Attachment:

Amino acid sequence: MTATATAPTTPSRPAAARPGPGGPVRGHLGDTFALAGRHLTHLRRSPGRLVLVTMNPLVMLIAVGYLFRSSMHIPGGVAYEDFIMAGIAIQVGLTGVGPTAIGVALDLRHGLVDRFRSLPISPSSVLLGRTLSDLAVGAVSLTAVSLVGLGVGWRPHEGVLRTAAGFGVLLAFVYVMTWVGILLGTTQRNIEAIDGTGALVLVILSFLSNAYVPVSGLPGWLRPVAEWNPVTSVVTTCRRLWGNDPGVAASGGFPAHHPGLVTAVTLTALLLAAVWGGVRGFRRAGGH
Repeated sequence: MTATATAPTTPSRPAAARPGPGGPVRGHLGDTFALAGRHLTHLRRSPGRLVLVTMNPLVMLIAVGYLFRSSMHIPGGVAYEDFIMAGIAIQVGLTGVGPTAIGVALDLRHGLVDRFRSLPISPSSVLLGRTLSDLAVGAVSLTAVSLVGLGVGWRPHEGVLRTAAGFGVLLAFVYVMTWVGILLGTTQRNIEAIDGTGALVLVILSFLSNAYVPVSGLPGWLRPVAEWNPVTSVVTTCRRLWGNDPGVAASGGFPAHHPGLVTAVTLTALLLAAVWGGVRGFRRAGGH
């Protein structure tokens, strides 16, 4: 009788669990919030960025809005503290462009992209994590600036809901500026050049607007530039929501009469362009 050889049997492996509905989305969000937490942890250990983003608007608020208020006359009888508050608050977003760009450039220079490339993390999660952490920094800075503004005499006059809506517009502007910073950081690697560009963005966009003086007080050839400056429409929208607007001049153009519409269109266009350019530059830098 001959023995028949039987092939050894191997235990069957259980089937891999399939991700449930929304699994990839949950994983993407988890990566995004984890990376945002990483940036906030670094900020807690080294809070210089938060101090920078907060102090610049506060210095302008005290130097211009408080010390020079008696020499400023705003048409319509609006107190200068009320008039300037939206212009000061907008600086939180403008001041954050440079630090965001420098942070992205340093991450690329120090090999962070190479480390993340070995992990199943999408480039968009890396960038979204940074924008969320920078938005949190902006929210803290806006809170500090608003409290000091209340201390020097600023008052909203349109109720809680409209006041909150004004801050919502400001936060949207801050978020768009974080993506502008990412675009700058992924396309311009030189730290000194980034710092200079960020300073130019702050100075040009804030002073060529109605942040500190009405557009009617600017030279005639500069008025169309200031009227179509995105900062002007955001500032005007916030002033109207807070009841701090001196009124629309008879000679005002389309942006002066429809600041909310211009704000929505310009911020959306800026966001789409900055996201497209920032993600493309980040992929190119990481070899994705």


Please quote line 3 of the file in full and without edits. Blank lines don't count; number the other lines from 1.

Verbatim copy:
């Protein structure tokens, strides 16, 4: 009788669990919030960025809005503290462009992209994590600036809901500026050049607007530039929501009469362009 050889049997492996509905989305969000937490942890250990983003608007608020208020006359009888508050608050977003760009450039220079490339993390999660952490920094800075503004005499006059809506517009502007910073950081690697560009963005966009003086007080050839400056429409929208607007001049153009519409269109266009350019530059830098 001959023995028949039987092939050894191997235990069957259980089937891999399939991700449930929304699994990839949950994983993407988890990566995004984890990376945002990483940036906030670094900020807690080294809070210089938060101090920078907060102090610049506060210095302008005290130097211009408080010390020079008696020499400023705003048409319509609006107190200068009320008039300037939206212009000061907008600086939180403008001041954050440079630090965001420098942070992205340093991450690329120090090999962070190479480390993340070995992990199943999408480039968009890396960038979204940074924008969320920078938005949190902006929210803290806006809170500090608003409290000091209340201390020097600023008052909203349109109720809680409209006041909150004004801050919502400001936060949207801050978020768009974080993506502008990412675009700058992924396309311009030189730290000194980034710092200079960020300073130019702050100075040009804030002073060529109605942040500190009405557009009617600017030279005639500069008025169309200031009227179509995105900062002007955001500032005007916030002033109207807070009841701090001196009124629309008879000679005002389309942006002066429809600041909310211009704000929505310009911020959306800026966001789409900055996201497209920032993600493309980040992929190119990481070899994705």